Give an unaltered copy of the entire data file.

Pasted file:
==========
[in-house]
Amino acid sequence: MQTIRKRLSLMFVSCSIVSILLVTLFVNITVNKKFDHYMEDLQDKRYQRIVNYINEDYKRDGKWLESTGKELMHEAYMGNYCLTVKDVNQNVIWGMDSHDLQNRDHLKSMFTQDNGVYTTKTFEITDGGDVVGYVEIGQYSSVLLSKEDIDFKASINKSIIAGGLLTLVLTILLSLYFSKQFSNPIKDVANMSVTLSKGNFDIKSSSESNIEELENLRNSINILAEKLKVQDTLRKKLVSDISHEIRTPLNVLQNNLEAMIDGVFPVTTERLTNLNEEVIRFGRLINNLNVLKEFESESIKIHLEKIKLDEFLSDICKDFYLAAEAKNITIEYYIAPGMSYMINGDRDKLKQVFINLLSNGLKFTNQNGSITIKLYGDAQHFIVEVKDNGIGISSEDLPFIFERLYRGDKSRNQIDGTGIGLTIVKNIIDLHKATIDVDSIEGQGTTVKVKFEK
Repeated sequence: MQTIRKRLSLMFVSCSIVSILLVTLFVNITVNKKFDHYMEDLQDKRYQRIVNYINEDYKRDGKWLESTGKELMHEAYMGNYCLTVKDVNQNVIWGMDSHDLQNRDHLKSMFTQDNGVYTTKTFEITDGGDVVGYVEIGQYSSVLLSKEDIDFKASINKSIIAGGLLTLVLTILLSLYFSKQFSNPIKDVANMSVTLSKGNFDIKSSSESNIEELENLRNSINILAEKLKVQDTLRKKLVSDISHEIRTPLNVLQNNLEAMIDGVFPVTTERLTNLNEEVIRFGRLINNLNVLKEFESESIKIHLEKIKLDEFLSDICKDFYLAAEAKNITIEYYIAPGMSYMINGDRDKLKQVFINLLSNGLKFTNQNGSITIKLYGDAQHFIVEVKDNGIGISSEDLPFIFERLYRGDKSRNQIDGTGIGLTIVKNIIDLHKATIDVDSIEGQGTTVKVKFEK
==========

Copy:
[in-house]
Amino acid sequence: MQTIRKRLSLMFVSCSIVSILLVTLFVNITVNKKFDHYMEDLQDKRYQRIVNYINEDYKRDGKWLESTGKELMHEAYMGNYCLTVKDVNQNVIWGMDSHDLQNRDHLKSMFTQDNGVYTTKTFEITDGGDVVGYVEIGQYSSVLLSKEDIDFKASINKSIIAGGLLTLVLTILLSLYFSKQFSNPIKDVANMSVTLSKGNFDIKSSSESNIEELENLRNSINILAEKLKVQDTLRKKLVSDISHEIRTPLNVLQNNLEAMIDGVFPVTTERLTNLNEEVIRFGRLINNLNVLKEFESESIKIHLEKIKLDEFLSDICKDFYLAAEAKNITIEYYIAPGMSYMINGDRDKLKQVFINLLSNGLKFTNQNGSITIKLYGDAQHFIVEVKDNGIGISSEDLPFIFERLYRGDKSRNQIDGTGIGLTIVKNIIDLHKATIDVDSIEGQGTTVKVKFEK
Repeated sequence: MQTIRKRLSLMFVSCSIVSILLVTLFVNITVNKKFDHYMEDLQDKRYQRIVNYINEDYKRDGKWLESTGKELMHEAYMGNYCLTVKDVNQNVIWGMDSHDLQNRDHLKSMFTQDNGVYTTKTFEITDGGDVVGYVEIGQYSSVLLSKEDIDFKASINKSIIAGGLLTLVLTILLSLYFSKQFSNPIKDVANMSVTLSKGNFDIKSSSESNIEELENLRNSINILAEKLKVQDTLRKKLVSDISHEIRTPLNVLQNNLEAMIDGVFPVTTERLTNLNEEVIRFGRLINNLNVLKEFESESIKIHLEKIKLDEFLSDICKDFYLAAEAKNITIEYYIAPGMSYMINGDRDKLKQVFINLLSNGLKFTNQNGSITIKLYGDAQHFIVEVKDNGIGISSEDLPFIFERLYRGDKSRNQIDGTGIGLTIVKNIIDLHKATIDVDSIEGQGTTVKVKFEK